This may not come as a surprise, but the used car market operates all year round. So the good cars will always sell whatever the weather, prevailing conditions and time of the year.
Sometimes, though, the availability and prices of used cars can change on a seasonal basis. So as well as having your wits and a load of used car facts about you, don’t forget to consult the calendar and tap the barometer before you consider buying.
Traditionally, the fortunes of the new and used car markets have been linked to the change of registration plate. When that happens, it creates an artificially high demand for new cars and, to help pay for them, a larger number of part-exchanges flood into the car trade. This provides a variety of opportunities for bargain hunters.
If you can be patient, anticipate and take advantage of the seasonal swings and roundabouts, that’s all the better. However, if you need a car tomorrow, don’t worry too much about the weather and just get on with it. Either way, 2015 is going to be a cracker for the used car buyer.
Supercars are always with us. They are not subject to the fickleness of the weather, or anything much, except global depression. Even then, there is a hard core of buyers, and not necessarily enthusiasts, who will always want the next very bestest thing. That may leave the previous year’s model looking for fresh heated garage space. Oh, yes, and many supercars don’t only go very fast; they depreciate quickly, too.
A new Aston Martin Vanquish is always something to celebrate and, as the company enters an exciting new era, now is the time to preserve the old stuff for future generations. Right now, you can bag yourself an original big-bodied, muscular Vanquish from 2003 for about £50k. It has dropped in value considerably but should start to bob up again, and 2015 could be a smart time to buy.
Smarter people might be looking at bargain Ferraris this year, but actually there are no bargains and it is far too obvious a buy. Make 2015 the year of Maserati. Some might pitch them at Jaguar XK level, but that would be wrong; a GranTurismo is far more charismatic and a 2007 4.2 is now about £33k.
There is the Lamborghini factor, of course, but Gallardos are still holding out at £60k and they may even start to rise. Meanwhile, Audi’s interpretation of the whole supercar thing, the R8, is looking good. Over the past two years, I’ve watched them gently come down by £7k-£8k.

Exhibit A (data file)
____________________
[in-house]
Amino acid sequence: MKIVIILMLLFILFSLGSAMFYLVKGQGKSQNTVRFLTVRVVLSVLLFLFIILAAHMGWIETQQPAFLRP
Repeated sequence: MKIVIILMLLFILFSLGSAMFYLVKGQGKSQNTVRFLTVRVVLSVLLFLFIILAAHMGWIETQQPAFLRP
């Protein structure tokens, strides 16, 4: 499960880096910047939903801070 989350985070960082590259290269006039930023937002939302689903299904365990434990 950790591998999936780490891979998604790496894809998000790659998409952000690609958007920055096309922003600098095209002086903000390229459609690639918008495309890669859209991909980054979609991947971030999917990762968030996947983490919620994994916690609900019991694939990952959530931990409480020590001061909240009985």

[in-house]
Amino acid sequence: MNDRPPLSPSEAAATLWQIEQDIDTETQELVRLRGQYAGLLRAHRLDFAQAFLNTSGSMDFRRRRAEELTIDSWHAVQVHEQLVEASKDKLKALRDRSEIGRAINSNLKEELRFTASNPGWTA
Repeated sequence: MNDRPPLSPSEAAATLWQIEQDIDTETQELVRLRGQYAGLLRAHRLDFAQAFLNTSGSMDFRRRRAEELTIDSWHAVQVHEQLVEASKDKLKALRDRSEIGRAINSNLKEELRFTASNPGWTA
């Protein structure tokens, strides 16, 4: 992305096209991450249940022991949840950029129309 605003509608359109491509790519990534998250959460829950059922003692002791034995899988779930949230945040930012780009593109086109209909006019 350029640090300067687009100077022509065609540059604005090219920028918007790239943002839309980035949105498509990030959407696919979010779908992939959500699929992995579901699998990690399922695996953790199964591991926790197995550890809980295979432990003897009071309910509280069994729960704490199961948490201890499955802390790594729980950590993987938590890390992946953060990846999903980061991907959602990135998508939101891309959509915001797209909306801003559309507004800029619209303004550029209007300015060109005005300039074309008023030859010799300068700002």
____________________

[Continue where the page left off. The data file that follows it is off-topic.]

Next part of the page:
Consider a 2008 4.2 FSI. All the factory-fit extras – Bang & Olufsen 12-speaker sound system, upgraded sat-nav, rear parking camera, Alcantara headlining and Magnetic Ride dampers – would have pumped the new price by £10k. Instead, it may cost around £42k now, or less for older model years.
Used sports cars
This is the year of the Mazda MX-5. The new version won’t be arriving until the latter part of the year, and more realistically 2016 for some, so it might be better to strike now and get the Mk3. Right now, a 2011-registered 1.8i SE with less than 60k miles on the clock is £7400. I did stumble across a 2010 version with just 30k miles for the same money, which is a bargain.
Otherwise, you could wait until the summer has gone and scoop up a private one, because there should be a lot of very happy owners part-exchanging theirs in anticipation of the new, improved MX-5. Yes, prices are going to fluctuate, but the trend is definitely downwards.
The other really big sports car arrival is the Audi TT. That will be a mid-year thing, so there are already some turning up in the trade that are worth a second glance. If you have up to £12k in hand, you can choose between some decent private and trade deals. Indeed, as a celebration of petrol power, a 2010 1.8T FSI roadster at £11,500 would seem like a smart buy, especially in white and with a reasonable 41k miles. The dealer price is closer to £12k, but at least you would have a warranty. A dealer 2.0 TDI quattro is around that figure, so there is no shortage of TT options.